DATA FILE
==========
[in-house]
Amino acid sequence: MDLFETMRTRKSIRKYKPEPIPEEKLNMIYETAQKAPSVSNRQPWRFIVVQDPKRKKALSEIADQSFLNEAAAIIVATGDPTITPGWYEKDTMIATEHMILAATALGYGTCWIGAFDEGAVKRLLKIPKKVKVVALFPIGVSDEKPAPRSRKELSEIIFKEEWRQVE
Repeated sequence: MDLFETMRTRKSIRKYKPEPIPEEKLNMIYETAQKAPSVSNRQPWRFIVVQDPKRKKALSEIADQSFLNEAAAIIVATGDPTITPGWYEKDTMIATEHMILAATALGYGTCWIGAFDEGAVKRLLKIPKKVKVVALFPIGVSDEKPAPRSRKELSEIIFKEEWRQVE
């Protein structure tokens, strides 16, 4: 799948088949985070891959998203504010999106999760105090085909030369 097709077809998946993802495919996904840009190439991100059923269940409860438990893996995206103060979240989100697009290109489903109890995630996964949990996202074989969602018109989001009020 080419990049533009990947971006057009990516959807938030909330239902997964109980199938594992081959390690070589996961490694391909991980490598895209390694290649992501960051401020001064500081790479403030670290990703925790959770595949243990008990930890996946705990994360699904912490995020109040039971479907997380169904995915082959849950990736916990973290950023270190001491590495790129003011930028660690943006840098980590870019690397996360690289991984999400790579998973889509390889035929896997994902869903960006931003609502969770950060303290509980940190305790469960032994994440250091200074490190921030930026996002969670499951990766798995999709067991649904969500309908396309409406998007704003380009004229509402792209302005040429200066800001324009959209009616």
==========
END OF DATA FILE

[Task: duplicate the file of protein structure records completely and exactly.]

[in-house]
Amino acid sequence: MDLFETMRTRKSIRKYKPEPIPEEKLNMIYETAQKAPSVSNRQPWRFIVVQDPKRKKALSEIADQSFLNEAAAIIVATGDPTITPGWYEKDTMIATEHMILAATALGYGTCWIGAFDEGAVKRLLKIPKKVKVVALFPIGVSDEKPAPRSRKELSEIIFKEEWRQVE
Repeated sequence: MDLFETMRTRKSIRKYKPEPIPEEKLNMIYETAQKAPSVSNRQPWRFIVVQDPKRKKALSEIADQSFLNEAAAIIVATGDPTITPGWYEKDTMIATEHMILAATALGYGTCWIGAFDEGAVKRLLKIPKKVKVVALFPIGVSDEKPAPRSRKELSEIIFKEEWRQVE
């Protein structure tokens, strides 16, 4: 799948088949985070891959998203504010999106999760105090085909030369 097709077809998946993802495919996904840009190439991100059923269940409860438990893996995206103060979240989100697009290109489903109890995630996964949990996202074989969602018109989001009020 080419990049533009990947971006057009990516959807938030909330239902997964109980199938594992081959390690070589996961490694391909991980490598895209390694290649992501960051401020001064500081790479403030670290990703925790959770595949243990008990930890996946705990994360699904912490995020109040039971479907997380169904995915082959849950990736916990973290950023270190001491590495790129003011930028660690943006840098980590870019690397996360690289991984999400790579998973889509390889035929896997994902869903960006931003609502969770950060303290509980940190305790469960032994994440250091200074490190921030930026996002969670499951990766798995999709067991649904969500309908396309409406998007704003380009004229509402792209302005040429200066800001324009959209009616």